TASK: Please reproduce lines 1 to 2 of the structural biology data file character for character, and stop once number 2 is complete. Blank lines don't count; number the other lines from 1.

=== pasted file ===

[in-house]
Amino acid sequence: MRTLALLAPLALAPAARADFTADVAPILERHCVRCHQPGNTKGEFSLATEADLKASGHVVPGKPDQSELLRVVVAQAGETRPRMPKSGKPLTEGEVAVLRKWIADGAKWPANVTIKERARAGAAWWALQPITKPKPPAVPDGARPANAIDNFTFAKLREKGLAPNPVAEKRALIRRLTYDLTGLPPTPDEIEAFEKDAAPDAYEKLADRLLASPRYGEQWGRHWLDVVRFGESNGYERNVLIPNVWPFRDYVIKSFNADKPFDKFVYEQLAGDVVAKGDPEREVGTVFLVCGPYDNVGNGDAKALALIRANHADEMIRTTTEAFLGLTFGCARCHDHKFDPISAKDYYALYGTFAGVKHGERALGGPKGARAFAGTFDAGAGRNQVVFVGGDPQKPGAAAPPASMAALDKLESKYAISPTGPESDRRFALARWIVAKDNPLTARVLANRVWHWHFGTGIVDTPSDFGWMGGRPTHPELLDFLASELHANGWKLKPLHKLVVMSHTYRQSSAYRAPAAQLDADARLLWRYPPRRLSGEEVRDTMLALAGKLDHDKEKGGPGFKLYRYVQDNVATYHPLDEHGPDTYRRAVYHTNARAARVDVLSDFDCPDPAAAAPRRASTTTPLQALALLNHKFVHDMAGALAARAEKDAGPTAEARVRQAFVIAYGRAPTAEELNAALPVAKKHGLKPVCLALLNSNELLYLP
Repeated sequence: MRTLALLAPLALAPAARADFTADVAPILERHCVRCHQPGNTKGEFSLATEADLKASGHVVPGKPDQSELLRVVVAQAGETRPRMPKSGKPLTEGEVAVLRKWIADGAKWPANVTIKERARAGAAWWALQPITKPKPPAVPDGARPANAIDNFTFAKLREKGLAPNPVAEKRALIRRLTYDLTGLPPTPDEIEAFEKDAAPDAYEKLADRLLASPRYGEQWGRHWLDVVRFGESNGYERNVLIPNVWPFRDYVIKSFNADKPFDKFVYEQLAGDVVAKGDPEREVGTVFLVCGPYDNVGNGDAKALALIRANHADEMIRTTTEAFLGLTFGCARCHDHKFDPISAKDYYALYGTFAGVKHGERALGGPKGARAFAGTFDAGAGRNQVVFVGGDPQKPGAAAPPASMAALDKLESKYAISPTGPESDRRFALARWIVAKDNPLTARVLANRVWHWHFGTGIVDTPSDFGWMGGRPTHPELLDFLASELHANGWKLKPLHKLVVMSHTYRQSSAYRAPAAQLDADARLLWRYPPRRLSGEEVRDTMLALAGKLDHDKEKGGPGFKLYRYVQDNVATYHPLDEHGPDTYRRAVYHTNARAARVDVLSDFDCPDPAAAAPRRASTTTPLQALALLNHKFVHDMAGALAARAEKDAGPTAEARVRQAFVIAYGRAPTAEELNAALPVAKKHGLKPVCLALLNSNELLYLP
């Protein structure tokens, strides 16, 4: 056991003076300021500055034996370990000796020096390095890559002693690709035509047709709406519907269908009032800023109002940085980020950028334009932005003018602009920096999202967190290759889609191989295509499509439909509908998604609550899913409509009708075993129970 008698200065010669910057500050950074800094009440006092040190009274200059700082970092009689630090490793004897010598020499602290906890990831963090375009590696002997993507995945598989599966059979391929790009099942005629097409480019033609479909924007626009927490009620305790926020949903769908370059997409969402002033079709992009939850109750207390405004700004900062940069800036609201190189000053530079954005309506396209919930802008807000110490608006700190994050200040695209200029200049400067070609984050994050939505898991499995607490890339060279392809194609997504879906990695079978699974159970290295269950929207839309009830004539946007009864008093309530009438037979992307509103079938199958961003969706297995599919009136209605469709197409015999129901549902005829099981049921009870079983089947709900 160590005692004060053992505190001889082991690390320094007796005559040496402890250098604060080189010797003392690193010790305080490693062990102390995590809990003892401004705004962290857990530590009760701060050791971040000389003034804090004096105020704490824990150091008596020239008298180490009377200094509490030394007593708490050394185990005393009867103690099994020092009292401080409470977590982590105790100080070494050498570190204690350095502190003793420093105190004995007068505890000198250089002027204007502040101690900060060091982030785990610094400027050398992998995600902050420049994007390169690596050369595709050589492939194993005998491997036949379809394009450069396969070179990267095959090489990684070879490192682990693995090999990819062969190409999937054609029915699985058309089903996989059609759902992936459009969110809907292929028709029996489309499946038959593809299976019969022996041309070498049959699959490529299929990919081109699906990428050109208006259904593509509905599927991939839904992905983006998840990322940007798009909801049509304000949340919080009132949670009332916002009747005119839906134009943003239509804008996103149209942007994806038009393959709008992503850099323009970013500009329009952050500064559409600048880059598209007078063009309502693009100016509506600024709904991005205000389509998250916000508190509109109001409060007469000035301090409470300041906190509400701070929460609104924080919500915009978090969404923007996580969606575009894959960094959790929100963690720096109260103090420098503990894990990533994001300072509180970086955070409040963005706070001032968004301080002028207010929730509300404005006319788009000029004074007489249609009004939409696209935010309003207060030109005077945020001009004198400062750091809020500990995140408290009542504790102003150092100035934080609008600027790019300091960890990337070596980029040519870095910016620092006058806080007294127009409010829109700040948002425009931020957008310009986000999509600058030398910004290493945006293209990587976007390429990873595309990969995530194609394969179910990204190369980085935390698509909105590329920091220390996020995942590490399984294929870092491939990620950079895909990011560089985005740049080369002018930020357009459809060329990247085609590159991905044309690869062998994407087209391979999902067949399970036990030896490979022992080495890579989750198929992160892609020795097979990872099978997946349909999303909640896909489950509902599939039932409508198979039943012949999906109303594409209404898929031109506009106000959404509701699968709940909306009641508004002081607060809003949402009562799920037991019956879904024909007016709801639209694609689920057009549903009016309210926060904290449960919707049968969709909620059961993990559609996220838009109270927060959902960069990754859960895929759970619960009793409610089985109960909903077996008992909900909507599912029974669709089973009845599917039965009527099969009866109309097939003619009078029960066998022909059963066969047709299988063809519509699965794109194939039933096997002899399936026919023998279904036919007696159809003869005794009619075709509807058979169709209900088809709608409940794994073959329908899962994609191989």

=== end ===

[in-house]
Amino acid sequence: MRTLALLAPLALAPAARADFTADVAPILERHCVRCHQPGNTKGEFSLATEADLKASGHVVPGKPDQSELLRVVVAQAGETRPRMPKSGKPLTEGEVAVLRKWIADGAKWPANVTIKERARAGAAWWALQPITKPKPPAVPDGARPANAIDNFTFAKLREKGLAPNPVAEKRALIRRLTYDLTGLPPTPDEIEAFEKDAAPDAYEKLADRLLASPRYGEQWGRHWLDVVRFGESNGYERNVLIPNVWPFRDYVIKSFNADKPFDKFVYEQLAGDVVAKGDPEREVGTVFLVCGPYDNVGNGDAKALALIRANHADEMIRTTTEAFLGLTFGCARCHDHKFDPISAKDYYALYGTFAGVKHGERALGGPKGARAFAGTFDAGAGRNQVVFVGGDPQKPGAAAPPASMAALDKLESKYAISPTGPESDRRFALARWIVAKDNPLTARVLANRVWHWHFGTGIVDTPSDFGWMGGRPTHPELLDFLASELHANGWKLKPLHKLVVMSHTYRQSSAYRAPAAQLDADARLLWRYPPRRLSGEEVRDTMLALAGKLDHDKEKGGPGFKLYRYVQDNVATYHPLDEHGPDTYRRAVYHTNARAARVDVLSDFDCPDPAAAAPRRASTTTPLQALALLNHKFVHDMAGALAARAEKDAGPTAEARVRQAFVIAYGRAPTAEELNAALPVAKKHGLKPVCLALLNSNELLYLP